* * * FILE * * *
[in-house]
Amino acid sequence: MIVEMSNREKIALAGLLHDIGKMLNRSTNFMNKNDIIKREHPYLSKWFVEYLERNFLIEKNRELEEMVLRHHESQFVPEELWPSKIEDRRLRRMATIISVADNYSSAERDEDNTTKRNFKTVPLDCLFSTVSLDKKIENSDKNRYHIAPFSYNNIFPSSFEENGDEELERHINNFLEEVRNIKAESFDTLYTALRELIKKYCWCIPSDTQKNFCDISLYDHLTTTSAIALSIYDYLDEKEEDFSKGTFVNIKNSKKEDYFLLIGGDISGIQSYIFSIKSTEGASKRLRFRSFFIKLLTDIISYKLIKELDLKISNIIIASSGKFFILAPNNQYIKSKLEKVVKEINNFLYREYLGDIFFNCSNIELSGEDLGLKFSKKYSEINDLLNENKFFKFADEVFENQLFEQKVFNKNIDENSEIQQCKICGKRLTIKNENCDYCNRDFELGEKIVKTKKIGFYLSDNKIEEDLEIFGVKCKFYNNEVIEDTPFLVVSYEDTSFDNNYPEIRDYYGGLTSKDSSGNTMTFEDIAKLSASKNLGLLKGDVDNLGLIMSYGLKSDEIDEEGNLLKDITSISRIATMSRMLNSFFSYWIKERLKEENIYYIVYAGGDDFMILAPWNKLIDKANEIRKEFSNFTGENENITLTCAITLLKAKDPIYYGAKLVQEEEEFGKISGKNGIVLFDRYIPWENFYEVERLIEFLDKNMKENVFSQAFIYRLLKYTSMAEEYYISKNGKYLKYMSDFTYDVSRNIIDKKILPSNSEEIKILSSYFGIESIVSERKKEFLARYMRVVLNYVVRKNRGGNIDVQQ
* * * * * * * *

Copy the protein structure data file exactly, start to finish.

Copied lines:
[in-house]
Amino acid sequence: MIVEMSNREKIALAGLLHDIGKMLNRSTNFMNKNDIIKREHPYLSKWFVEYLERNFLIEKNRELEEMVLRHHESQFVPEELWPSKIEDRRLRRMATIISVADNYSSAERDEDNTTKRNFKTVPLDCLFSTVSLDKKIENSDKNRYHIAPFSYNNIFPSSFEENGDEELERHINNFLEEVRNIKAESFDTLYTALRELIKKYCWCIPSDTQKNFCDISLYDHLTTTSAIALSIYDYLDEKEEDFSKGTFVNIKNSKKEDYFLLIGGDISGIQSYIFSIKSTEGASKRLRFRSFFIKLLTDIISYKLIKELDLKISNIIIASSGKFFILAPNNQYIKSKLEKVVKEINNFLYREYLGDIFFNCSNIELSGEDLGLKFSKKYSEINDLLNENKFFKFADEVFENQLFEQKVFNKNIDENSEIQQCKICGKRLTIKNENCDYCNRDFELGEKIVKTKKIGFYLSDNKIEEDLEIFGVKCKFYNNEVIEDTPFLVVSYEDTSFDNNYPEIRDYYGGLTSKDSSGNTMTFEDIAKLSASKNLGLLKGDVDNLGLIMSYGLKSDEIDEEGNLLKDITSISRIATMSRMLNSFFSYWIKERLKEENIYYIVYAGGDDFMILAPWNKLIDKANEIRKEFSNFTGENENITLTCAITLLKAKDPIYYGAKLVQEEEEFGKISGKNGIVLFDRYIPWENFYEVERLIEFLDKNMKENVFSQAFIYRLLKYTSMAEEYYISKNGKYLKYMSDFTYDVSRNIIDKKILPSNSEEIKILSSYFGIESIVSERKKEFLARYMRVVLNYVVRKNRGGNIDVQQ